Katherine Ozment is an award-winning journalist who has worked in publishing for more than 25 years. Her personal essays and reported articles have appeared in National Geographic, The New York Times, Boston, Salon, and Fitness.
Ozment was raised Presbyterian and her husband was brought up as a Jew. Both of them had moved beyond religion by the time their children were born. Grace Without God was birthed by a question about their family's religion posed by her eight-year-old son: "What are we?" Ozment responded: "We're nothing."
In the back of her mind the author knew that she had received some good and valuable things from religion; namely community, a sense of belonging, and rituals. So she broadened her question: "Could my family and I find valid alternatives to all the good that religion gives?"
This adventuresome journalist hits the road and visits Catholic church services, a Buddhist retreat, and Unitarian gatherings. She interviews religious and community leaders and both academics and lay leaders. Running as a thread through these pages is the question troubling Ozment most of all: "How do we create a sense of meaning and purpose without religion?"
She identifies some of the challenges facing those who have left religious communities as finding ways of coming together for moral action; being religiously literate; and maintaining morality without a map. These are important needs in the lives of post-religious folk.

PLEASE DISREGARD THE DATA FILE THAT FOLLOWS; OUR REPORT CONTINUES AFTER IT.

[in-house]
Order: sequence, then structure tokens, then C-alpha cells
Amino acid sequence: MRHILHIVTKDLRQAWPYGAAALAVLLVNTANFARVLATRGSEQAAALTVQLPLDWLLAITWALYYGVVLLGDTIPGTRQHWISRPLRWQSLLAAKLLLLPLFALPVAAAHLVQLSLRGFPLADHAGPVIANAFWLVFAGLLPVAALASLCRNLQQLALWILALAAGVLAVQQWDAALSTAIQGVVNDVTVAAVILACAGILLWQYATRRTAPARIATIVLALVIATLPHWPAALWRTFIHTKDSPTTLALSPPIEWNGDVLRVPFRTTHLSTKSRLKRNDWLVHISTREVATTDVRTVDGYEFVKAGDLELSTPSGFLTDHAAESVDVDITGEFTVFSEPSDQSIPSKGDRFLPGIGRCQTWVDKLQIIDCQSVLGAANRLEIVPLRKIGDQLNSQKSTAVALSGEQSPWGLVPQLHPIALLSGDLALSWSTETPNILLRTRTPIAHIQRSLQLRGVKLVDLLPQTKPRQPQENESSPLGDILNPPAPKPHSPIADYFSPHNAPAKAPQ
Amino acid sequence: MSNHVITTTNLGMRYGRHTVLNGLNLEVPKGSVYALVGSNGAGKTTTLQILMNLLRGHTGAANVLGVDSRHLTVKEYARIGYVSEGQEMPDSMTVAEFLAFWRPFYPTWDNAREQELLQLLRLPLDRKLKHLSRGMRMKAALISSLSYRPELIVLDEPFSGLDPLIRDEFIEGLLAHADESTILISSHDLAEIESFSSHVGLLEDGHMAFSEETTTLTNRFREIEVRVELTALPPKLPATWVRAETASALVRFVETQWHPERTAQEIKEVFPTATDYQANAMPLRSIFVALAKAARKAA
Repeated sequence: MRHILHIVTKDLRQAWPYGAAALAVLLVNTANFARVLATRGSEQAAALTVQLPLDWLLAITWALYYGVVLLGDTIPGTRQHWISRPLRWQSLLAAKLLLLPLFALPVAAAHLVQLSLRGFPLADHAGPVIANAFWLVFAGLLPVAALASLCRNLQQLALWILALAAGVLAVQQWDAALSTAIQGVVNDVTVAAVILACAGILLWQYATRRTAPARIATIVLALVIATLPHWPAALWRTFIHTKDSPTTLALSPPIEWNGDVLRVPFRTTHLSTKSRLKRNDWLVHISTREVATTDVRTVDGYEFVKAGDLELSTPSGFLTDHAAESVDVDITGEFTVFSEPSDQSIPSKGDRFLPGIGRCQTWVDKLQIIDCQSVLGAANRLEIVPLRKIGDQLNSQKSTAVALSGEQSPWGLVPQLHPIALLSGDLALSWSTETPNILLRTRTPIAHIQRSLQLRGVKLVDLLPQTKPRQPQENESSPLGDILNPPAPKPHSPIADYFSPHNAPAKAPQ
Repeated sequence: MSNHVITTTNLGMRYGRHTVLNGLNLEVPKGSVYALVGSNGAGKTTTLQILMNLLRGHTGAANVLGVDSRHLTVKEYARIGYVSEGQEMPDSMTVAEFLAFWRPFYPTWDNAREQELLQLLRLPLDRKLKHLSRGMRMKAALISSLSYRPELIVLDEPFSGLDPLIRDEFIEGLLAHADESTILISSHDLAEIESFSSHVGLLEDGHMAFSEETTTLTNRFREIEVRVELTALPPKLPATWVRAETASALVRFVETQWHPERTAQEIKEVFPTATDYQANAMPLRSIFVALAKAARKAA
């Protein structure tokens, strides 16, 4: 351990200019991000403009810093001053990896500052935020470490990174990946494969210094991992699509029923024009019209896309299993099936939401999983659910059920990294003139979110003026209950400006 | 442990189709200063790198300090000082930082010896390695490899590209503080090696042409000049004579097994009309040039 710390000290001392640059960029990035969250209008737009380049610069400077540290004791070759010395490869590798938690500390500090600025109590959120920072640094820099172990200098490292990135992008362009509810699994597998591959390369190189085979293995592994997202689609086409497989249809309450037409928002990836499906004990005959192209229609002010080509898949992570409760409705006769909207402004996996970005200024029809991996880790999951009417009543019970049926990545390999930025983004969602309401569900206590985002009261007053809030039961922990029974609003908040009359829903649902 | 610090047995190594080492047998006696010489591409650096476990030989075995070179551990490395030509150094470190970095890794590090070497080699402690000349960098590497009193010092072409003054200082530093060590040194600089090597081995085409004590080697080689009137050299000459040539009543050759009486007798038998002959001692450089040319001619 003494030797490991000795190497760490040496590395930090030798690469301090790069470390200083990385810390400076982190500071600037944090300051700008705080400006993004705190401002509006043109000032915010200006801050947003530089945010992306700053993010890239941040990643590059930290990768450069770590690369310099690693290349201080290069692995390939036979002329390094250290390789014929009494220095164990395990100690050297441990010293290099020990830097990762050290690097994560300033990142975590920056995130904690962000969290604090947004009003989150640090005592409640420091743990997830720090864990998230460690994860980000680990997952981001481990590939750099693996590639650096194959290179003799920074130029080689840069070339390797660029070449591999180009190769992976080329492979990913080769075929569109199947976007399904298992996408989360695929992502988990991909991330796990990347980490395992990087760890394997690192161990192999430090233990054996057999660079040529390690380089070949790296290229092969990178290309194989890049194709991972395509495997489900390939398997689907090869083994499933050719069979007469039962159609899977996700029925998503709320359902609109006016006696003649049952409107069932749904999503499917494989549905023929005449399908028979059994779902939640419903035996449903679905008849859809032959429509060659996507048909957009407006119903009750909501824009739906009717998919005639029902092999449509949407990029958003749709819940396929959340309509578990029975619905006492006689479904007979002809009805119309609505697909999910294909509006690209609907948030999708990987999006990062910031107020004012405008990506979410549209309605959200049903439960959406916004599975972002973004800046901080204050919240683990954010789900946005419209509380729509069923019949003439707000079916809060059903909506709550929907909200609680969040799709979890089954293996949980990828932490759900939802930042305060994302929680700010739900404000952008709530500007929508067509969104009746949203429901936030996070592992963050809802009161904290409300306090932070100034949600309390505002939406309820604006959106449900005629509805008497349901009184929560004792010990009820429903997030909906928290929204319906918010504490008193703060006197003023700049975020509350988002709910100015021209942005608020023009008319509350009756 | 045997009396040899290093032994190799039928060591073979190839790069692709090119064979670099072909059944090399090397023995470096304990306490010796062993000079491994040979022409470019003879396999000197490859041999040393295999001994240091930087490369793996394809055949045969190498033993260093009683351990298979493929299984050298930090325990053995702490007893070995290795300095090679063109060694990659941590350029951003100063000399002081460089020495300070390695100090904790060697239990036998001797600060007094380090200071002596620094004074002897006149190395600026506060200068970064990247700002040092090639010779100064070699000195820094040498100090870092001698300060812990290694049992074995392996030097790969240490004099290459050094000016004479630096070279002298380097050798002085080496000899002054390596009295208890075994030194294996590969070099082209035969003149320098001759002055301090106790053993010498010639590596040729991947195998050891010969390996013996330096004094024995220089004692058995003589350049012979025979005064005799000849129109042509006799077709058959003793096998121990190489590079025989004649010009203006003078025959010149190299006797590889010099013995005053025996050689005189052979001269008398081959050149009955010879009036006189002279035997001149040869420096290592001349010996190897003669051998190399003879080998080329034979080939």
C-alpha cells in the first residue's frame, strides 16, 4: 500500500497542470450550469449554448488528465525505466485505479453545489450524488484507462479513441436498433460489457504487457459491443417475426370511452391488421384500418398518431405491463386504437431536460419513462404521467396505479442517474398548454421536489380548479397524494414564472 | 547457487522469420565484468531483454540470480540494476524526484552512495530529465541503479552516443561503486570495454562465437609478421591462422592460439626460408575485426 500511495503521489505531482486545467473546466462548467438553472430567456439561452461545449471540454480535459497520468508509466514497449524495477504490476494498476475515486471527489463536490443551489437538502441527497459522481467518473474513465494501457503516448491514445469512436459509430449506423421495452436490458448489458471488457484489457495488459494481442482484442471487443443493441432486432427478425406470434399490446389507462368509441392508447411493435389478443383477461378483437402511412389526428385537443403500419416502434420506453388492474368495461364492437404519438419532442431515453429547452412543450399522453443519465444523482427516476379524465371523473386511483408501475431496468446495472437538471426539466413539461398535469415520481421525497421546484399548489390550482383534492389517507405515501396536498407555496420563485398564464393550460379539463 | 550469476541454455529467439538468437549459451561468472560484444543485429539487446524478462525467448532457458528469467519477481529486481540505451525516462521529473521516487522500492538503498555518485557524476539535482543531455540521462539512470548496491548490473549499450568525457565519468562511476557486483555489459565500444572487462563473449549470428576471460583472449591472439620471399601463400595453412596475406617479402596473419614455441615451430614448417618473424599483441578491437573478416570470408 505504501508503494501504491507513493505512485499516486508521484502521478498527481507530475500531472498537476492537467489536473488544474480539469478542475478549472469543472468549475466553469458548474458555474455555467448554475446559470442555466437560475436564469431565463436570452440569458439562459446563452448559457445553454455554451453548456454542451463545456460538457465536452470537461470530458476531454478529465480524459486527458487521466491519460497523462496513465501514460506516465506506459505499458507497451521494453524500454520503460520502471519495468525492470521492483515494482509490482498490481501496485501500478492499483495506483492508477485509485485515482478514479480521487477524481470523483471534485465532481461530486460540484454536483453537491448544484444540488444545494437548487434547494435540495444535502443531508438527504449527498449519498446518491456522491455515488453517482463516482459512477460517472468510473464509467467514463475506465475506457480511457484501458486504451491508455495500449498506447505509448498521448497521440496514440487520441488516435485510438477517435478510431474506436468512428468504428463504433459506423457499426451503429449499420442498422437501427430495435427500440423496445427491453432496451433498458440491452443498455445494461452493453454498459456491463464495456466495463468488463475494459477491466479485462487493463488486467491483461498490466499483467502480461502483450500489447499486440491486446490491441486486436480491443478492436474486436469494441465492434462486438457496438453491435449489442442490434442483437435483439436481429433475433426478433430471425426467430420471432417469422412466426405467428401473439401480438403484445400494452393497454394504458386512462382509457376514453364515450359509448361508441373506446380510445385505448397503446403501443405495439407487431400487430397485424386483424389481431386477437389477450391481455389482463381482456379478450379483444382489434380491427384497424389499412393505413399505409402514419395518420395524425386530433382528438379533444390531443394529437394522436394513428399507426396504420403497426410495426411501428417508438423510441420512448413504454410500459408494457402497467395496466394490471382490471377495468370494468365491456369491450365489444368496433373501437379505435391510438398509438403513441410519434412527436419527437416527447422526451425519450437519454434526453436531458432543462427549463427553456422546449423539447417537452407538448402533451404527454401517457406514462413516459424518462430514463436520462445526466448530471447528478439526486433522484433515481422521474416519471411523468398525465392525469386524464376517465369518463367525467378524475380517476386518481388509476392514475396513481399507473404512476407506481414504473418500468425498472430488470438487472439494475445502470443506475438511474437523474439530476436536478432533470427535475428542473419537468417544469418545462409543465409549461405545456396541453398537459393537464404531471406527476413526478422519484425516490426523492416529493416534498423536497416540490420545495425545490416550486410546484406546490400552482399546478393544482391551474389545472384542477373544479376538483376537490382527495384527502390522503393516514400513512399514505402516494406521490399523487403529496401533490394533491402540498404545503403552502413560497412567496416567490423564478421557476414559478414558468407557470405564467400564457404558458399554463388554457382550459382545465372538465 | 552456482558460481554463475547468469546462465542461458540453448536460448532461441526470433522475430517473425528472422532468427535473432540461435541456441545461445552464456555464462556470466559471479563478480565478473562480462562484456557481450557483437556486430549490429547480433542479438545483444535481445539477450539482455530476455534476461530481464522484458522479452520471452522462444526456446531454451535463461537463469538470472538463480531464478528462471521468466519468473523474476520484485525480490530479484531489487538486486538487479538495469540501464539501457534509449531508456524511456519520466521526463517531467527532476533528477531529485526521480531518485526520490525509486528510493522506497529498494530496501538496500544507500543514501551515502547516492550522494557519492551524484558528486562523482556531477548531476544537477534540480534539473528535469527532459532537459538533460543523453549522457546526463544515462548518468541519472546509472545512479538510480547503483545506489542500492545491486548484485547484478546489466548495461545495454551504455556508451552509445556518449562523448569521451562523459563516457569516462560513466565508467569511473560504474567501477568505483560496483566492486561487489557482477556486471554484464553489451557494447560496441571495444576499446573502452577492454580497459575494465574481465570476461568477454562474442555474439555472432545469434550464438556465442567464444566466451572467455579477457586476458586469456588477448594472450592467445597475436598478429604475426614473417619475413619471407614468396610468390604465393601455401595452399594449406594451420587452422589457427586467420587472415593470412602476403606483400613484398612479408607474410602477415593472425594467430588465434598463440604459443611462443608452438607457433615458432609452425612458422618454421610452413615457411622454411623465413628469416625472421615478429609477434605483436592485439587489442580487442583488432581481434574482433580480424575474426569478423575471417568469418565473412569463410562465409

When the author asks Robert Putnam at Darwin's Café in Cambridge if secular people could form communities that would ever rival religious ones, he answers: "Can there be a church of the Nones? We won't know for another three hundred years.
Phil Zuckerman, the secular studies professor from Pitzer College in Claremont, California, outlines for her the foundational beliefs of secular humanism. He says she should tell her children, "We believe in making the world a better place, we believe in evidence over faith, we believe in reason as a way to address problems, we believe ih helping others because that makes the world better for everybody."
Ozment notes that in addition to their search for meaning and purpose, these seekers yearn to create new and relevant rituals as pockets of order and safety in the world. For example, such rituals could help people deal with death and grief without relying upon traditional God talk. A new movement called Death Cafes has come about, and it signals an urge to confront impermanence and the end of life without conventional ideas about judgment, Heaven, or Hell.
Ozment ends this timely and creative work with a mind and soul-stretching collection of resources for those charting their own path to grace without God.